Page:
Real Baby and Birth Stories from Real Women

Tracy’s Birth Story

I didn’t really have concrete expectations before I gave birth. My idea of what a birth would be like was glorified. As a nurse, I had seen two births that were not at all scary: one was a smooth birth with epidural, and it looked all beautiful and happy, just like you would hope it would be; the other was a C-section, so the mother was completely numb and I didn’t see any of the labour process. I had heard one bad story involving post-traumatic stress due to the level of pain… I saw the aftermath, and that scared me.

My due date was January 19th. On January 9th, a Saturday, I was woken up at 2 a.m. with what felt like period cramping. I wasn’t sure if it was labour or not, but it stopped after I put a warm pack on my stomach.

The cramping started again on Wednesday morning around 7 a.m., suddenly enough to wake me up. I had felt totally normal on Tuesday night, and my husband and I had even gone out of town for dinner with his parents – no sign that I would be going into labour the next day. It was basically the same thing, like period cramping but more widespread, back and front and even in the hips. We got up, called our parents to let them know what was happening, and I managed a breakfast of eggs and orange juice to keep my strength up.

Contractions were progressing: they would come every 10 minutes, then every 7, every 5, then back to 7 minutes. I was breathing through them, leaning on the kitchen counter, rocking back and forth – I tried using the birthing ball but it didn’t help as much.

We called the midwife around 11:30 a.m., and she said to take a shower, take a walk. I took shower, but I didn’t get out the door for the walk, because the labour seemed to be progressing too quickly to manage that. The midwife arrived around 12 or 12:30, and contractions were every 3 minutes by then. I felt pretty good, a bit nervous; the pain was bearable, I was still dealing with it when she got there, but it was definitely getting more intense. The midwife checked me and I was 3 cm. dilated.

What I didn’t know at that point was that Greg had called his mom, and said I was dealing pretty well, she had said, “Don’t tell her this, but it will get much worse.” Good thing he didn’t tell me that until after.

My midwife was helping me upstairs in the bedroom. I would lie on my side, and she would put pressure on my hips with each contraction, or sometimes I would stand and she would press to open up the hip bones; this helped a lot with the pain. She taught Greg to do it, which was even better since he was stronger.

Around 1 o’clock, contractions were lasting 45 seconds to a minute – though I was not really paying attention, thinking “Just get me through” for each one). I said “Are you going to check me?” and the midwife said “No, first-time moms take a while. We don’t check every 15 minutes because that would be silly. We check every 2 hours.”

She was helping me breathe, but the contractions were getting a lot more painful, to the point that I vomited once. I could only manage sips of water. Greg came up often to check if things were okay and get things for me, but he couldn’t stay the whole time – it was too intense. He talked to his mom on the phone downstairs a few times. He did pretty good, better than I expected. He said one thing that was extremely helpful, each time I would get through a contraction: “That’s one less contraction to worry about, one less to go through.”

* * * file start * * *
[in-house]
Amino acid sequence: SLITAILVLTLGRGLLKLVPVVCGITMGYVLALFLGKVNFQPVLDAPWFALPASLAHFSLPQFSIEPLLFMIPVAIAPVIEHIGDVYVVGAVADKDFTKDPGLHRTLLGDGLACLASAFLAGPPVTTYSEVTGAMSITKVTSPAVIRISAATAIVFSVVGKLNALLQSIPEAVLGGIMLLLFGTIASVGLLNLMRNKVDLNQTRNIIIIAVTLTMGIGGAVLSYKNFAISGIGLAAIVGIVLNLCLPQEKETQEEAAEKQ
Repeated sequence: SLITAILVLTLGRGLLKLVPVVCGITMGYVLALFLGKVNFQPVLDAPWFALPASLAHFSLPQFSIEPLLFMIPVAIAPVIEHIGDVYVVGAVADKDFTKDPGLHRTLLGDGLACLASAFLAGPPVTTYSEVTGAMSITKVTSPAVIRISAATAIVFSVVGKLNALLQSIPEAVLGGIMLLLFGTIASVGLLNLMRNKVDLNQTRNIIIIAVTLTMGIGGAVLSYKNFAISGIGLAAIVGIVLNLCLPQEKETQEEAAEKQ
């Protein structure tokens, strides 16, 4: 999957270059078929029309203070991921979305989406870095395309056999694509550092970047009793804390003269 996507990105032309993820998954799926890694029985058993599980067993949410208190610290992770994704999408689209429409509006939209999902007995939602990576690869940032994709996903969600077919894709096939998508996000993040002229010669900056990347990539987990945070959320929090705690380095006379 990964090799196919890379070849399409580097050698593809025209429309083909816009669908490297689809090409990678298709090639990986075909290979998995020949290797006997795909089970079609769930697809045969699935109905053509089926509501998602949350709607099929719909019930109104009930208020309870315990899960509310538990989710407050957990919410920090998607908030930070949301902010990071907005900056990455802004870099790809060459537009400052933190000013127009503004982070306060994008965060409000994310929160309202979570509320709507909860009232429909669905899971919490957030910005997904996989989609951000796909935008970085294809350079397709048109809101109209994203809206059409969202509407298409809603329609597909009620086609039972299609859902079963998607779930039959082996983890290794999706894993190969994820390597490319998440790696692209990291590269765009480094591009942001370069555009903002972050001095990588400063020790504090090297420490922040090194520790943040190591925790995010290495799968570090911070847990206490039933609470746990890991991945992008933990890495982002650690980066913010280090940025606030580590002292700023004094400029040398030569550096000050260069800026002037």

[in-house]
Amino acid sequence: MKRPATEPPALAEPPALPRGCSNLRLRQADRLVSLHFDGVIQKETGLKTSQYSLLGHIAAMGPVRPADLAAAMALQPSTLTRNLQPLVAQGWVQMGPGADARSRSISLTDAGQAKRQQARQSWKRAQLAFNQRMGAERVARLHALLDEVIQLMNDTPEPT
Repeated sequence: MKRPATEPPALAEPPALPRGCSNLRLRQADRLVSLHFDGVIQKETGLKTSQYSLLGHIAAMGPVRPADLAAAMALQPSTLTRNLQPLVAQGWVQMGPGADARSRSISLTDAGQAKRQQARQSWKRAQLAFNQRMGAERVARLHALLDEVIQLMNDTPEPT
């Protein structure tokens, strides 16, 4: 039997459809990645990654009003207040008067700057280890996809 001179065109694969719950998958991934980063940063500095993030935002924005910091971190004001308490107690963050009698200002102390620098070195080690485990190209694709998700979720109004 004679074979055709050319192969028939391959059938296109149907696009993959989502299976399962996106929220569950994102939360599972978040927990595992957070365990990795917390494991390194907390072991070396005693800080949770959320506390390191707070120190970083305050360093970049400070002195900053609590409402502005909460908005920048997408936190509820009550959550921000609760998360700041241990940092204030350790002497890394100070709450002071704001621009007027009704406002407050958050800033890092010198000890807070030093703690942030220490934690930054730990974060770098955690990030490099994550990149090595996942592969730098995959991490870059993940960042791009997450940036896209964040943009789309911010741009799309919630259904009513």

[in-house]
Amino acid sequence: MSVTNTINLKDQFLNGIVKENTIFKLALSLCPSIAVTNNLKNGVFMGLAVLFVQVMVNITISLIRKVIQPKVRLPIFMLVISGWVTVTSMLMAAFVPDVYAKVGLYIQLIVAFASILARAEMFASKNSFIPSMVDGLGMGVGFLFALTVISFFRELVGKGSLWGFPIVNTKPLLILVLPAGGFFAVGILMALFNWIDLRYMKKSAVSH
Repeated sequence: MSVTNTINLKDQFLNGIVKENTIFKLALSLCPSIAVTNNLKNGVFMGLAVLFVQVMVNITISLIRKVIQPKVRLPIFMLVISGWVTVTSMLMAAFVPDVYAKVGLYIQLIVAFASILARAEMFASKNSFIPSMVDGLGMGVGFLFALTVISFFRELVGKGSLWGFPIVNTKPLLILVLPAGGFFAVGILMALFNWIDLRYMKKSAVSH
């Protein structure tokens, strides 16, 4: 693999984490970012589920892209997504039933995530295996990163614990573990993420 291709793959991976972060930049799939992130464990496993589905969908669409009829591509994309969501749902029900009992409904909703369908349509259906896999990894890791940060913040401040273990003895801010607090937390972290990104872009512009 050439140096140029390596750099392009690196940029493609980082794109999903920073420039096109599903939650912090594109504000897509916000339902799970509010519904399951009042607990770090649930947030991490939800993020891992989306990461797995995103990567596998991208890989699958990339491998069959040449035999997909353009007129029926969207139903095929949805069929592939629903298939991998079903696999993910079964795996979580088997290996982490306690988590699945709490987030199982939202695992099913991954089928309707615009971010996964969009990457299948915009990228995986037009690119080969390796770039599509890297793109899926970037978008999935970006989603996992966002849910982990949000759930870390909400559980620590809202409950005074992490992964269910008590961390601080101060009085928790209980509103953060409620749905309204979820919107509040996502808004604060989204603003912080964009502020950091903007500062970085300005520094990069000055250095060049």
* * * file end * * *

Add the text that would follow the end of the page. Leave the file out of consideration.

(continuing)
Around 2:30 p.m., the midwife checked me, and said, “Um, you’re nine centimetres!” She wasn’t ready for that – it was kind of a surprise for her. I thought “So much for the epidural!” Not that I had assumed I would have one, but still.  At that point, I wasn’t totally with it. The pain was so bad that I kind of separated from myself a little.

Greg said, “Nine centimetres?” And he just looked at me. “Shouldn’t we be going to the hospital?”

She said, “Yeah, we should get going.” We headed to the bathroom to check again, and there was bloody show coming, she could feel the sac, but my water wasn’t broken.

Everyone was getting stuff ready, so I walked out to car and stood there waiting for someone to open it. I have no idea what kind of weather it was that day. “Just get me to the hospital!” was all I could think. I was so afraid I was gonna burst in Greg’s car and mess it up. That was probably the biggest thing on my mind at that point. We put towels underneath me just in case.

I had already been sort of starting to push in the bathroom, trying not to push, but I felt like I had to by the time we were in the car. Every minute to two minutes at that point, pushing was coming. Greg was helpful again, telling me exactly how far we had gotten, telling me the landmarks we were passing so I’d know we were getting closer and closer to the hospital.

He pulled up to the birthing area and a member of the medical staff came out, to meet us. Greg said “My wife’s having a baby, we need a wheelchair!” I was doubled over, trying to hold myself up, just thinking “Get me the wheelchair.” They got the wheelchair, and the volunteers took me from there – I don’t remember how I got to the birthing floor. Greg went to park the car. Just remember coming through the doors at the nurse’s station, and three nurses smiling at me, and with the way I felt right then, I didn’t want them smiling.